I never really understood the promotions for television shows that started with, ‘Every once in a while a show comes along with the ability to change your life…’ These promotions are meant to entice the viewer to watch when the show finally airs three months hence. They ads are usually taken off the air at about the time the show is — four episodes in. Maybe this is because no lives were changed — just channels. I now think I understand this kind of advertisement, and I feel they should be used to advertise shows like A&E’s “Hoarders” and ABC’s “Super Nanny”.

When I watch these shows I feel good about myself. I know it is wrong to find pleasure in other’s struggles, whether serious psychological issues or parenting problems, and I am not so much finding pleasure as I am confidence. These types of shows give me self-confidence, as I am sure they do for others.

These programs make me feel as though my house, the living room riddled with stuffed animals, the kitchen filled with dirty dishes and the desk buried under weeks of research and library books, is not as bad as it could be. These programs allow me to feel like a good mother with the best of intentions and enough parenting skills to teach my children manners. These programs give me hope.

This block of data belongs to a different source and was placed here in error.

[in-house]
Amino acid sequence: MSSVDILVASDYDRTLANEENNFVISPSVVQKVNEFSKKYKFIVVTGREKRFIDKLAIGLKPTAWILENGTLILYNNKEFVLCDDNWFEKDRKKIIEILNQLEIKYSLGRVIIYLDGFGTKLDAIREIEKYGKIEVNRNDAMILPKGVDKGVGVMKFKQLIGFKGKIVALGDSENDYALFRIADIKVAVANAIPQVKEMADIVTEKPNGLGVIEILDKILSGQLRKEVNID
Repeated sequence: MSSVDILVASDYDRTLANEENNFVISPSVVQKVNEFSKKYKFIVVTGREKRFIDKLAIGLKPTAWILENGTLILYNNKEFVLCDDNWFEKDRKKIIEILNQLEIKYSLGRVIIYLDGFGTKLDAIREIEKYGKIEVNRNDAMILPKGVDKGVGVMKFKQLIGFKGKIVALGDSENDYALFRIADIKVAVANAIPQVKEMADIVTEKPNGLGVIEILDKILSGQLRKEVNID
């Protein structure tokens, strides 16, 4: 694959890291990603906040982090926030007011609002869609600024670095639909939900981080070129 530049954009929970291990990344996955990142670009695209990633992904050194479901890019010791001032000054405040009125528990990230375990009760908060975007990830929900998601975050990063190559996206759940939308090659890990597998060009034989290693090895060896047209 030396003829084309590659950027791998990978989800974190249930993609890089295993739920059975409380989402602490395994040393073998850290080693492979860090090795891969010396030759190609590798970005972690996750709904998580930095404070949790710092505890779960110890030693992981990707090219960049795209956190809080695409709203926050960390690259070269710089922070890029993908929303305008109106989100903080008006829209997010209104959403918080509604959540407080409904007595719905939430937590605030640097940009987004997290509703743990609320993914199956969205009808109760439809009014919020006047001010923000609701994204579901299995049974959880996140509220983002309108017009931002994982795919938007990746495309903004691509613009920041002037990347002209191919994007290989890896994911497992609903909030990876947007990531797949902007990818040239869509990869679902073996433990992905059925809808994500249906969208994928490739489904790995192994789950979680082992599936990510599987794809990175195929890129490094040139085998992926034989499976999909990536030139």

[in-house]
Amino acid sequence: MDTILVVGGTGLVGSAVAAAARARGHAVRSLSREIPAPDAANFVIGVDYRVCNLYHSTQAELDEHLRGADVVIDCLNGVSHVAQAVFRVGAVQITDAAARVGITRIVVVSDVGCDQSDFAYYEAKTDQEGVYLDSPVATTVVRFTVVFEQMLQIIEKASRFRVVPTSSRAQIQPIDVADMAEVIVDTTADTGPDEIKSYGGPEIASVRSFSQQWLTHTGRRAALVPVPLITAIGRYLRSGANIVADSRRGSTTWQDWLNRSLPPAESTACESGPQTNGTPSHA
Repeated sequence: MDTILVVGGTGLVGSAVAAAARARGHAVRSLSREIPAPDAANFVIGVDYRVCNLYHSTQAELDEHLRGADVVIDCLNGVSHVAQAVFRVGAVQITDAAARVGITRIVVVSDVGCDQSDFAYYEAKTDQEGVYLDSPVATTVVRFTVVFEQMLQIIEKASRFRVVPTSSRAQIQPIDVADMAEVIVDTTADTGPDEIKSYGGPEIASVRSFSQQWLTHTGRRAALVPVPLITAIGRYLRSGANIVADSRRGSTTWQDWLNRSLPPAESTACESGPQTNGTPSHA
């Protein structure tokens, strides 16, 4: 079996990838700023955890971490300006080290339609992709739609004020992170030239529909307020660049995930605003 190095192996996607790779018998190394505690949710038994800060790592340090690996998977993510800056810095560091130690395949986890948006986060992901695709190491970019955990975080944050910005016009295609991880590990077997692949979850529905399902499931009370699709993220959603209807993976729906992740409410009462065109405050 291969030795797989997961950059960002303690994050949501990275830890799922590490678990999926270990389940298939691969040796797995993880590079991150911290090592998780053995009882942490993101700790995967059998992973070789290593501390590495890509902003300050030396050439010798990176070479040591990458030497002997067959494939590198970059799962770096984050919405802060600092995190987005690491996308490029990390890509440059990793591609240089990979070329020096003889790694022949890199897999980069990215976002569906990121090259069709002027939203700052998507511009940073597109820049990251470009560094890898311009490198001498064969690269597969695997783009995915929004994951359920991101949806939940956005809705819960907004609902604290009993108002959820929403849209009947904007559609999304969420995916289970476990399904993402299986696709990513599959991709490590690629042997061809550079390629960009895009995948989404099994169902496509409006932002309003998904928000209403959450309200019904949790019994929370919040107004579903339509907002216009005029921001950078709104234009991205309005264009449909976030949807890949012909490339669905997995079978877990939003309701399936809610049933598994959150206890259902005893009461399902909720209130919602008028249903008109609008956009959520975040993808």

I realize it sounds a little crass to be overjoyed that life is not always rosy for others, and I recognize this will make me look like a bad person to some, but there are those of you out there who can relate. I know it. You may hide behind self-righteousness at being called out on it, you may play dumb and say you’ve never once smiled as Nanny Jo gave a parent a lecture, but you are out there.

I try to think of these shows not as reality TV, but as emotional support. When viewers are feeling down after an argument with their 9-year-old daughter because they won’t let her leave the house wearing a plaid skirt with ripped tights covered in equally ripped and filthy jeans they can turn to Nanny Jo and her time with parents who have it worse than they. When viewers are overwhelmed with dirty laundry and sticky floors, with no motivation to do anything about it, they can watch an episode of “Hoarders.” Knowing there aren’t dead cats buried beneath 2,000 pounds of trash on your living room carpet can allow you to relax a little and not get so stressed.

Call me insensitive or self-indulgent, if you will, but these shows are cathartic, and I hope the re-runs stay on the air for a very long time.